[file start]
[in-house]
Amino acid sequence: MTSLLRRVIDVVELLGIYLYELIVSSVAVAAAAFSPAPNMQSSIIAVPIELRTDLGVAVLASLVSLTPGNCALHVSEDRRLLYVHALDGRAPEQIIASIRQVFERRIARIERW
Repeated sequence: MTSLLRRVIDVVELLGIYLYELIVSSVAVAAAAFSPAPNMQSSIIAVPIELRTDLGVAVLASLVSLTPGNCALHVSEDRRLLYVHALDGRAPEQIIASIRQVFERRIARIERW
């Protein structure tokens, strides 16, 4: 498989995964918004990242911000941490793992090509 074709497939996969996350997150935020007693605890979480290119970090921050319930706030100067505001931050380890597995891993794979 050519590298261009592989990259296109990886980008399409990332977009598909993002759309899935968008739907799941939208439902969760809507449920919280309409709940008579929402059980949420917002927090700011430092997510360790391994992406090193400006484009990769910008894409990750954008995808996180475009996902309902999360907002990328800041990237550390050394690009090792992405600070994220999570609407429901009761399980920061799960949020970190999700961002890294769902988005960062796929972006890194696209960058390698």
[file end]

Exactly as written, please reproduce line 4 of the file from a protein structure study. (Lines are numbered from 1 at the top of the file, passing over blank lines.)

């Protein structure tokens, strides 16, 4: 498989995964918004990242911000941490793992090509 074709497939996969996350997150935020007693605890979480290119970090921050319930706030100067505001931050380890597995891993794979 050519590298261009592989990259296109990886980008399409990332977009598909993002759309899935968008739907799941939208439902969760809507449920919280309409709940008579929402059980949420917002927090700011430092997510360790391994992406090193400006484009990769910008894409990750954008995808996180475009996902309902999360907002990328800041990237550390050394690009090792992405600070994220999570609407429901009761399980920061799960949020970190999700961002890294769902988005960062796929972006890194696209960058390698």